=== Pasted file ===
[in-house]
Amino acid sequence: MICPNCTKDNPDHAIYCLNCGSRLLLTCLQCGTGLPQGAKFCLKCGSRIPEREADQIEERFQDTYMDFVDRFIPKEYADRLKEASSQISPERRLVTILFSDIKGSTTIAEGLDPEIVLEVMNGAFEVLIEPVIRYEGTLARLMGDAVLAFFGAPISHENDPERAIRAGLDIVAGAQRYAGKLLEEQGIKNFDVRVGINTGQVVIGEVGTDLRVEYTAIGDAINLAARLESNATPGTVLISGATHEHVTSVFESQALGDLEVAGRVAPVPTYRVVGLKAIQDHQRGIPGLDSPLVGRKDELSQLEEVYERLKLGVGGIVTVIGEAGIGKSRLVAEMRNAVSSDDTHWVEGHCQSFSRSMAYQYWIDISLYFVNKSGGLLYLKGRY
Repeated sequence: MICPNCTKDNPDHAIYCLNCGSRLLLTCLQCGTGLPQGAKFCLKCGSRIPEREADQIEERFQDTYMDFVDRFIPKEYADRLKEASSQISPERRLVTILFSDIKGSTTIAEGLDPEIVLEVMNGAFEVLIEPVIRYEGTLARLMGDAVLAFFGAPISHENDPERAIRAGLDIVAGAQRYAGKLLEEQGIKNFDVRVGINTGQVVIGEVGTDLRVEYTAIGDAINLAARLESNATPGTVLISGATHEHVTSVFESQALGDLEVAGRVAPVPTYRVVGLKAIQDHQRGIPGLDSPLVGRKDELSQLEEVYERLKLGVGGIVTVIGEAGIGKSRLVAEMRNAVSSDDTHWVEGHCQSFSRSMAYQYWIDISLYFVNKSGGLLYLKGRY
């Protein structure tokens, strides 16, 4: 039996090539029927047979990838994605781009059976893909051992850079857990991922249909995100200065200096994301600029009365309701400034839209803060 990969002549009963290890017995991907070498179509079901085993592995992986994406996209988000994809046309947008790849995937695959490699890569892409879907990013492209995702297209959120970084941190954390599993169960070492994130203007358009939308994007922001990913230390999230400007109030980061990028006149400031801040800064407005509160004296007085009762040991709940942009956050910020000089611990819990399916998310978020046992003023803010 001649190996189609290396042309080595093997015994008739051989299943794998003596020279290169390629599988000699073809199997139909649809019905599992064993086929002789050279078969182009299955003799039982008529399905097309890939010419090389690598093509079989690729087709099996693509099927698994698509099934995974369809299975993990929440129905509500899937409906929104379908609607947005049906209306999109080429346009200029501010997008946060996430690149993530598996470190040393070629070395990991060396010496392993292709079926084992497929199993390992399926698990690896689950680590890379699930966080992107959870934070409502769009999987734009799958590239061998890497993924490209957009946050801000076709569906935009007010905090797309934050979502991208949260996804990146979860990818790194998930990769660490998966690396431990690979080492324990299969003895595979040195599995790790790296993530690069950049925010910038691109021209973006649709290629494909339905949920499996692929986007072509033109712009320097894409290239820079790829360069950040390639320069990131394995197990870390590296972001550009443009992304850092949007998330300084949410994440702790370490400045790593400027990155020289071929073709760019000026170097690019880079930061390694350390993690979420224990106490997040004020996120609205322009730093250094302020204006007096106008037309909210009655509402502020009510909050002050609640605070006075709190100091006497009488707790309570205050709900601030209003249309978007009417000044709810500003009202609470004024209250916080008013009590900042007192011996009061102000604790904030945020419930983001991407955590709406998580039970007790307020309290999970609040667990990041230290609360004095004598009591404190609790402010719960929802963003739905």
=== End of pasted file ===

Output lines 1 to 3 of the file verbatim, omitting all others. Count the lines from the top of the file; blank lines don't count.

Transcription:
[in-house]
Amino acid sequence: MICPNCTKDNPDHAIYCLNCGSRLLLTCLQCGTGLPQGAKFCLKCGSRIPEREADQIEERFQDTYMDFVDRFIPKEYADRLKEASSQISPERRLVTILFSDIKGSTTIAEGLDPEIVLEVMNGAFEVLIEPVIRYEGTLARLMGDAVLAFFGAPISHENDPERAIRAGLDIVAGAQRYAGKLLEEQGIKNFDVRVGINTGQVVIGEVGTDLRVEYTAIGDAINLAARLESNATPGTVLISGATHEHVTSVFESQALGDLEVAGRVAPVPTYRVVGLKAIQDHQRGIPGLDSPLVGRKDELSQLEEVYERLKLGVGGIVTVIGEAGIGKSRLVAEMRNAVSSDDTHWVEGHCQSFSRSMAYQYWIDISLYFVNKSGGLLYLKGRY
Repeated sequence: MICPNCTKDNPDHAIYCLNCGSRLLLTCLQCGTGLPQGAKFCLKCGSRIPEREADQIEERFQDTYMDFVDRFIPKEYADRLKEASSQISPERRLVTILFSDIKGSTTIAEGLDPEIVLEVMNGAFEVLIEPVIRYEGTLARLMGDAVLAFFGAPISHENDPERAIRAGLDIVAGAQRYAGKLLEEQGIKNFDVRVGINTGQVVIGEVGTDLRVEYTAIGDAINLAARLESNATPGTVLISGATHEHVTSVFESQALGDLEVAGRVAPVPTYRVVGLKAIQDHQRGIPGLDSPLVGRKDELSQLEEVYERLKLGVGGIVTVIGEAGIGKSRLVAEMRNAVSSDDTHWVEGHCQSFSRSMAYQYWIDISLYFVNKSGGLLYLKGRY